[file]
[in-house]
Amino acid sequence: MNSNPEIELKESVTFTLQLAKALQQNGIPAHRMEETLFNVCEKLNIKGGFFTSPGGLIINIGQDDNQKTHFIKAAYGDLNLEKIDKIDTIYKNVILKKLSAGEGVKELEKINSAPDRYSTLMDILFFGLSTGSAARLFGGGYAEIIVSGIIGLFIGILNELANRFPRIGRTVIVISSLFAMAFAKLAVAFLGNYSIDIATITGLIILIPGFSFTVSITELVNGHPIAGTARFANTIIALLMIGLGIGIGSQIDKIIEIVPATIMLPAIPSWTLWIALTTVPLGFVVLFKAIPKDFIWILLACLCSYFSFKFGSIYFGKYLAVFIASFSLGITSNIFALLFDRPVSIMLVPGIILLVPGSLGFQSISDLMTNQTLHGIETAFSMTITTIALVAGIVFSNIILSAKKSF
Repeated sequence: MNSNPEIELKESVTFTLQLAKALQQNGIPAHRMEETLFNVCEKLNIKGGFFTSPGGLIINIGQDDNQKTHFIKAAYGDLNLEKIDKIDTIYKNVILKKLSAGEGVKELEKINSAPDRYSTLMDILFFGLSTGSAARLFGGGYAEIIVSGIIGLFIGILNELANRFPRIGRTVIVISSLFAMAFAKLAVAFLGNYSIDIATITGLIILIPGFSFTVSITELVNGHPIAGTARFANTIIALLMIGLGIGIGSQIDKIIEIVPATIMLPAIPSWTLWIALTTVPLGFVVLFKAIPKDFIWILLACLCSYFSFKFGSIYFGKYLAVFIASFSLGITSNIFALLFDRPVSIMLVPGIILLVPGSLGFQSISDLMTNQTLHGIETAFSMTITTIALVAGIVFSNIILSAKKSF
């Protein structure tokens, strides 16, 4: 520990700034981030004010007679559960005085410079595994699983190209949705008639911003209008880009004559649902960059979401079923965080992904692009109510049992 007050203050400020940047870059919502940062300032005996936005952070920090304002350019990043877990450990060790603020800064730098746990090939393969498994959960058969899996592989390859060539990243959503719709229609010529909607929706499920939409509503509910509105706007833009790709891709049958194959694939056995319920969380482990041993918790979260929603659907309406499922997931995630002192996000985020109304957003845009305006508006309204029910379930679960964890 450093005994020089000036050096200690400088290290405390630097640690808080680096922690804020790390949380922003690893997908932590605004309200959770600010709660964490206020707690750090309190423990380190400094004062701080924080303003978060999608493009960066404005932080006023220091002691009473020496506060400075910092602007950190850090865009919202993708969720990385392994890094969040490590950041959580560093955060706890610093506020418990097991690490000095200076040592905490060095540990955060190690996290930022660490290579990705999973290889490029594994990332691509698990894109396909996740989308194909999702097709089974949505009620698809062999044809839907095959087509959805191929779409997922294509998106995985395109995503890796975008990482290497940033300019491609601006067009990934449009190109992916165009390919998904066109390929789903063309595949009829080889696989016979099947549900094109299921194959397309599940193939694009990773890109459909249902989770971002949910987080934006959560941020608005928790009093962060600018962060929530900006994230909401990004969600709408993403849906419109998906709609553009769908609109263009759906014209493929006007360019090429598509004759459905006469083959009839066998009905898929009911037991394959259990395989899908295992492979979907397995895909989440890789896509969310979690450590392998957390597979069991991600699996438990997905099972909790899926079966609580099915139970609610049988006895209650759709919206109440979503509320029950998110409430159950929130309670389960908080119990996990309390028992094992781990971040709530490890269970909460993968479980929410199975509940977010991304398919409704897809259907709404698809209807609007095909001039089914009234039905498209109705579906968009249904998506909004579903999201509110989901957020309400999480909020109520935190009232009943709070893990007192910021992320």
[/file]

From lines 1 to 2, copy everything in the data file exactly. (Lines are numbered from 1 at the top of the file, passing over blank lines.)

[in-house]
Amino acid sequence: MNSNPEIELKESVTFTLQLAKALQQNGIPAHRMEETLFNVCEKLNIKGGFFTSPGGLIINIGQDDNQKTHFIKAAYGDLNLEKIDKIDTIYKNVILKKLSAGEGVKELEKINSAPDRYSTLMDILFFGLSTGSAARLFGGGYAEIIVSGIIGLFIGILNELANRFPRIGRTVIVISSLFAMAFAKLAVAFLGNYSIDIATITGLIILIPGFSFTVSITELVNGHPIAGTARFANTIIALLMIGLGIGIGSQIDKIIEIVPATIMLPAIPSWTLWIALTTVPLGFVVLFKAIPKDFIWILLACLCSYFSFKFGSIYFGKYLAVFIASFSLGITSNIFALLFDRPVSIMLVPGIILLVPGSLGFQSISDLMTNQTLHGIETAFSMTITTIALVAGIVFSNIILSAKKSF